Perfect Winter Harvest

Have you ever heard of Jerusalem Artichokes? Perhaps you've seen them as "sunchokes," sold in the supermarket produce section? I'm a big fan of these edible plants, whose roots are harvested in winter months and can be used, raw or cooked, in a variety of recipes.

The Jerusalem Artichokes are not artichokes and do not come from Jerusalem - various theories exist for how they were named. They the swollen roots, called tubers, of "Helianthus tuberoses," a perennial flowering plant of the sunflower/aster family, which often grow in the wild. They look a lot like ginger roots. During the warm months, these tubers supply the nutrients for the growth of tall stiff leafy stalks, 7 feet or taller, which are topped with a profusion of 3" yellow daisy-type flowers in the fall. As the flowers fade and the stalks and leaves die back, the plant's energies go back into the roots, and the tubers begin to grow again.

Jerusalem Artichoke tubers are dug from November thru early March here in Tennessee, just harvesting as many as you want for immediate use, and leaving the rest in the ground for subsequent harvests. I'll be honest - these are not for those of you who hate to get your hands dirty… literally and figuratively. If you've ever dug and cleaned fresh potatoes, you know there is some work involved. Even though they can be used like potatoes, I wouldn't attempt to prepare a big casserole of Jerusalem Artichokes for a crowd... too much work. But as an addition to other foods, they are perfect.

To prepare for eating, the harvested Jerusalem Artichoke roots are washed and scrubbed to remove the dirt, like other root crops. The skin is golden, and the inside is white. The thin skin can be peeled with a vegetable peeler, but it sort of scrubs off while cleaning. I prefer to hose the tubers off after digging, soak briefly in a bowl of water to loosen the remaining dirt, then scrub with a vegetable brush (the kind like a fingernail scrubbing brush).

The tubers can be:
Freshly dug tubers, not yet washed.
  • Eaten raw - with a texture and crunch similar to water chestnuts; added to salads and dips
  • Cooked - prepared in many ways as you would use potatoes (baked, boiled, stewed, fried, etc.)
  • Sliced - for quick stir-fry type cooking
  • Dehydrated
  • Dried and ground into flour
  • Pickled
Loose soil hosed off.
Scrubbed, ready to cut up and add to a beef stew.
They have a slight sweetness, particularly if harvested late in their season, but otherwise don't have a strong flavor. When using them raw, air will darken them just as with apple slices, so cut when ready to use, or cut and dip them in water with a small amount lemon juice, vinegar, or some other acid added. If you are storing the tubers, it is best to wash them, then place in them a zip bag in the refrigerator; the moisture helps keep them fresh. Use within a week. They cannot be stored like potatoes or they will dry up and shrivel.

I have used raw Jerusalem Artichokes chopped and stirred into chicken salad for a slight crunch, the same as celery would add. I also slice them thin to mix in a garden salad. Chopped pieces make a good addition to onion dip too. When cooking the tubers, added acid can strengthen the texture, so cut when ready to add to the cooked recipe rather than cutting early and soaking in lemon juice, as when used raw. I have cooked them in a beef stew, cutting into 1" pieces, and adding to a crock pot with onions, carrots, mushrooms, beef and herbs. After hours of cooking, they deliciously absorb the stew flavors. I've also sliced Jerusalem Artichokes and sauteed with onions and kale, as a yummy side dish, and I've used them to make a pureed cheese soup, much like you'd use potatoes. Experiment!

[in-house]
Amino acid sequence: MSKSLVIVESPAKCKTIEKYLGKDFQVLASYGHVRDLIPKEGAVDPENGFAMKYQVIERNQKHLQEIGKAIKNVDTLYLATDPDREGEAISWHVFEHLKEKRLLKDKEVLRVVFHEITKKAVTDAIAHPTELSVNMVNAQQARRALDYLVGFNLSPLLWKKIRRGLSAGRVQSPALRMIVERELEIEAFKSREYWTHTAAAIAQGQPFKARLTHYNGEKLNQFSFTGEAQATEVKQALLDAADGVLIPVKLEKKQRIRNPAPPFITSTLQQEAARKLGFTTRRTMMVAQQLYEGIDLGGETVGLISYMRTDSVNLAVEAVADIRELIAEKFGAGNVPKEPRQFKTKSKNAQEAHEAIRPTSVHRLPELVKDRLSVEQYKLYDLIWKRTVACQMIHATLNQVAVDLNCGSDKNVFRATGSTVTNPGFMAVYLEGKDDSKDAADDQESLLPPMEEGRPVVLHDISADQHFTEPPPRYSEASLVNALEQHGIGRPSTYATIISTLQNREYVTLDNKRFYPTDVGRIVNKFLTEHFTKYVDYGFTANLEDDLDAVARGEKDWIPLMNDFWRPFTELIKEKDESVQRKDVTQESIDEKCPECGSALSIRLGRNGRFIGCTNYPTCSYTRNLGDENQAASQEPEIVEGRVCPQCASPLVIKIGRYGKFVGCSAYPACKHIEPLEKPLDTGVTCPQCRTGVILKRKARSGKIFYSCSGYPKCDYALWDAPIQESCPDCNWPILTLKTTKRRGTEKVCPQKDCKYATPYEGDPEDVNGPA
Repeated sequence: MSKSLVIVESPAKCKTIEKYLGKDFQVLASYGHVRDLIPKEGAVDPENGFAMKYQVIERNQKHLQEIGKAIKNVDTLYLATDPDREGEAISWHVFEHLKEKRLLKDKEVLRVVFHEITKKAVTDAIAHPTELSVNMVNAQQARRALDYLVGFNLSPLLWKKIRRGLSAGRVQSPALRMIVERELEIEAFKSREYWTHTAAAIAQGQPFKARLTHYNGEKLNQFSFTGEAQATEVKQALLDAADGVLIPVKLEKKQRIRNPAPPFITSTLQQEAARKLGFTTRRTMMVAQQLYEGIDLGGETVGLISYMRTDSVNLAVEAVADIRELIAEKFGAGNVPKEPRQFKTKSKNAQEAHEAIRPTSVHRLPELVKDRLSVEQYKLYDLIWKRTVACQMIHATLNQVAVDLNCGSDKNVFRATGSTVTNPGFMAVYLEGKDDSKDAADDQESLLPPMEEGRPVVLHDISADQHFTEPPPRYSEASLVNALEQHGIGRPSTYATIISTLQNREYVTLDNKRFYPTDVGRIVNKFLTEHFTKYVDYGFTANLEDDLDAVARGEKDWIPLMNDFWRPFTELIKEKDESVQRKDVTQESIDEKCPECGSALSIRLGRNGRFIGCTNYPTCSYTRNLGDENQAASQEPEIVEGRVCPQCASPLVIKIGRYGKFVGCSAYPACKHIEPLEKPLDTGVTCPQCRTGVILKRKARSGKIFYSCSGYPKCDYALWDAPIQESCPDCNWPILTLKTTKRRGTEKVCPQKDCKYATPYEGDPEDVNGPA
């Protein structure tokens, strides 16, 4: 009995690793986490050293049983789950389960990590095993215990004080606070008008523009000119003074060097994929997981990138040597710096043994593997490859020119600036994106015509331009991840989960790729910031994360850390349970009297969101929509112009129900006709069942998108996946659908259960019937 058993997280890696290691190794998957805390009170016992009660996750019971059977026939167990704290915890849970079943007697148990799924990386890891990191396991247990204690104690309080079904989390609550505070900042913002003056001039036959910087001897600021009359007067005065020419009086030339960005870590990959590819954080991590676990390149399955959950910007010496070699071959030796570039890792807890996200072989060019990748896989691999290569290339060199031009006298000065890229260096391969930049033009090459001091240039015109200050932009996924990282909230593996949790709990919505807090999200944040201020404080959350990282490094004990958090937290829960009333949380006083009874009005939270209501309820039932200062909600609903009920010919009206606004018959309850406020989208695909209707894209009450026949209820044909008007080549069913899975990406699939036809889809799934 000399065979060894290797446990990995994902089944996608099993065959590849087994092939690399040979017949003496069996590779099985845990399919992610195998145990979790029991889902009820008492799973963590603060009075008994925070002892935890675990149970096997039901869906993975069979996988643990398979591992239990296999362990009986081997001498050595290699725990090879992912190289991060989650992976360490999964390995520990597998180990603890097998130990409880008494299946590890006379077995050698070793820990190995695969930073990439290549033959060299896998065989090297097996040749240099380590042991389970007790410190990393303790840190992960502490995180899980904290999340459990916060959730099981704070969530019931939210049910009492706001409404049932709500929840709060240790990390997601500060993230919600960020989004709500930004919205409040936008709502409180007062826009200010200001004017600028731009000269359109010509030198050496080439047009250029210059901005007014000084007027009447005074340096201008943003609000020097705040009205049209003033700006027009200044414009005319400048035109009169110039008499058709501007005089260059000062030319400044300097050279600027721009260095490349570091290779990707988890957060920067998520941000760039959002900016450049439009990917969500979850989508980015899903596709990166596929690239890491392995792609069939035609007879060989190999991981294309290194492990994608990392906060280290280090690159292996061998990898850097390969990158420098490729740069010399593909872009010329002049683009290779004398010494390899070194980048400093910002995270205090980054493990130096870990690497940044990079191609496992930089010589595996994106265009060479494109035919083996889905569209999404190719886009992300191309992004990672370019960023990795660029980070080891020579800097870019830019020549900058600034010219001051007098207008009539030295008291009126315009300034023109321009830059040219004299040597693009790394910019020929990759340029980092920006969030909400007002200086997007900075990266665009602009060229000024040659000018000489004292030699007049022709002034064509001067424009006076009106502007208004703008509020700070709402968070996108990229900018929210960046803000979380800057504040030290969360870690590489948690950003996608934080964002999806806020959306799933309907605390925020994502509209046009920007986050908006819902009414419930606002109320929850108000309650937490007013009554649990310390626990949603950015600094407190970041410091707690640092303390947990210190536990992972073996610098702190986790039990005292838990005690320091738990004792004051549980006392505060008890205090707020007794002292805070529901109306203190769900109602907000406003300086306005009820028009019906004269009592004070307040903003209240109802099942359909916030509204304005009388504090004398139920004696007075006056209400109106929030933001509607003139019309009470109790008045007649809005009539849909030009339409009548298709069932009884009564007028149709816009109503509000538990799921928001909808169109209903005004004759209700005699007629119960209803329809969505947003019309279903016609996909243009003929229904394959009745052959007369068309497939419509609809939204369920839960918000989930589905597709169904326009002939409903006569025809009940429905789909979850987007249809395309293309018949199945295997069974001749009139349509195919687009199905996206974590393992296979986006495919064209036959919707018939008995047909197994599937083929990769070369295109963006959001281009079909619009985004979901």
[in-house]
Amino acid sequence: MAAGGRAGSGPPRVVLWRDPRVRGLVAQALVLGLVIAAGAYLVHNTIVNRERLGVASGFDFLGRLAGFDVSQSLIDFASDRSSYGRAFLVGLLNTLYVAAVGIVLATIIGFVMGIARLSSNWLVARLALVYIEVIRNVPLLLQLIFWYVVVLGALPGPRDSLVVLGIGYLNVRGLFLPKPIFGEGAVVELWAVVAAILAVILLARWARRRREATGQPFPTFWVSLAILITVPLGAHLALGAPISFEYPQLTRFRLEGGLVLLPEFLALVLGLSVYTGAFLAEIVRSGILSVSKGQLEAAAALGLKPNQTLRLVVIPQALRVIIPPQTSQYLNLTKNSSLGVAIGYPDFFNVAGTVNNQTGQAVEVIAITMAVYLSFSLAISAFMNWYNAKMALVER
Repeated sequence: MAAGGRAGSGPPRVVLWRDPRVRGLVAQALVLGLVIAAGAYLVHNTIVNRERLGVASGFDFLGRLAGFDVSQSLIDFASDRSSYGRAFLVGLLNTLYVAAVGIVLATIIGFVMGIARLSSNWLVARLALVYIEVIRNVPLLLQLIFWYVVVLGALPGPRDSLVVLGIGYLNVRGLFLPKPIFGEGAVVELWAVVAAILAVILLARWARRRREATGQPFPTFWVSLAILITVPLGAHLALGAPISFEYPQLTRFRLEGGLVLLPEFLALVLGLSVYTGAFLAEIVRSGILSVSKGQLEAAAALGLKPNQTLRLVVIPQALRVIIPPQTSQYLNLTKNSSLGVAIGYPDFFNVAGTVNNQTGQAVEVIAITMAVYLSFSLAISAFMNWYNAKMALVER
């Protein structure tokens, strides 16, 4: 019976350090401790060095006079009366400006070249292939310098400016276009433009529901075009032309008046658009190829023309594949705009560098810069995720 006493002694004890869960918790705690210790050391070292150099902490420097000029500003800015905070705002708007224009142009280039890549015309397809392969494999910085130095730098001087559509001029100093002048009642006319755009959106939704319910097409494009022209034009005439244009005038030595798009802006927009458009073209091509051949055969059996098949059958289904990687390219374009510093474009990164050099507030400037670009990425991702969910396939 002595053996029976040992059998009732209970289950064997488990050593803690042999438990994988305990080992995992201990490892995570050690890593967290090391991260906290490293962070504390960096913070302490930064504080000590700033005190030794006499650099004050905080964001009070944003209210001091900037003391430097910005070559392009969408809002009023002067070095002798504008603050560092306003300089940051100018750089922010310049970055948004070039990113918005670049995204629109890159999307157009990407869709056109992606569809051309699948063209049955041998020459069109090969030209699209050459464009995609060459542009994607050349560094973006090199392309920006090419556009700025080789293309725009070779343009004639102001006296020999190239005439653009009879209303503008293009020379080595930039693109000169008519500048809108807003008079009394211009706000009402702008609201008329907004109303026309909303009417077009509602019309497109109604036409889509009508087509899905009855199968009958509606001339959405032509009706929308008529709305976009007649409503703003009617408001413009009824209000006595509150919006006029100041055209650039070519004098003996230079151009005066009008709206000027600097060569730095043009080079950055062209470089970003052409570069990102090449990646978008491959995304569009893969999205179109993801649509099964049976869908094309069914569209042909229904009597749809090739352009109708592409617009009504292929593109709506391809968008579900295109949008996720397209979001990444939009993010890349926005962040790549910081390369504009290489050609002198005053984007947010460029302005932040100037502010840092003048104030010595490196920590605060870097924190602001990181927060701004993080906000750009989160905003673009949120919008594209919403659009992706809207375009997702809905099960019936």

Even if they weren't so good, the fact that Jerusalem Artichokes can be harvested continuously all winter, when so little else is growing in the garden, makes them a valuable food source. In an emergency, when you can't get to the store for produce, they are readily available for your immediate harvesting.

After harvesting, the Jerusalem Artichoke's storage carbohydrate is inulin, which is converted to fructose in the digestive tract, as compared with the storage carbohydrate of potatoes - starch, which is converted to glucose in the gut. Thus Jerusalem Artichokes are a better tolerated choice for diabetics.

My location in Zone 7 is about as far south as Jerusalem Artichokes grow, needing about 125 frost-free days. They are not particularly happy in our slow-draining Tennessee clay soil, so augment the planting bed to improve drainage. I found my three-year old planting bed had spread toward a rock-filled drainage ditch beside the bed, where the drainage was better. Planting in spring is best, and they like slightly alkaline soil and sunshine. Plant pieces of tubers at least 2 ounces, 4-5 inches deep, about 12 inches apart. Chose a location where very tall plants will look nice, and plant them where they can thrive and spread, year after year. Even if you try to dig all the roots, you will have a hard time eliminating this vigorous crop. Mine sometimes get too tall by midsummer and wind will blow the stalks over, so I cut them down a few feet, sacrificing some of the flowering in later months.
Digging tubers in late winter, to share with others for planting.
Dig the tubers beginning in fall, after the plant has died back, and after the first frost. Insert a tined garden fork into the soil under the dried stem, loosening the soil. You'll see the golden tubers scattered amongst the dirt, all at about the same depth. Pieces will vary from knobby to round, 1-1/2" to 4", and will not have any roots attached to them, so just pull them out of the dirt. In late winter, you'll know it's time to stop harvesting when you see one end of each tuber has started growing a shoot, preparing for the new season's growth.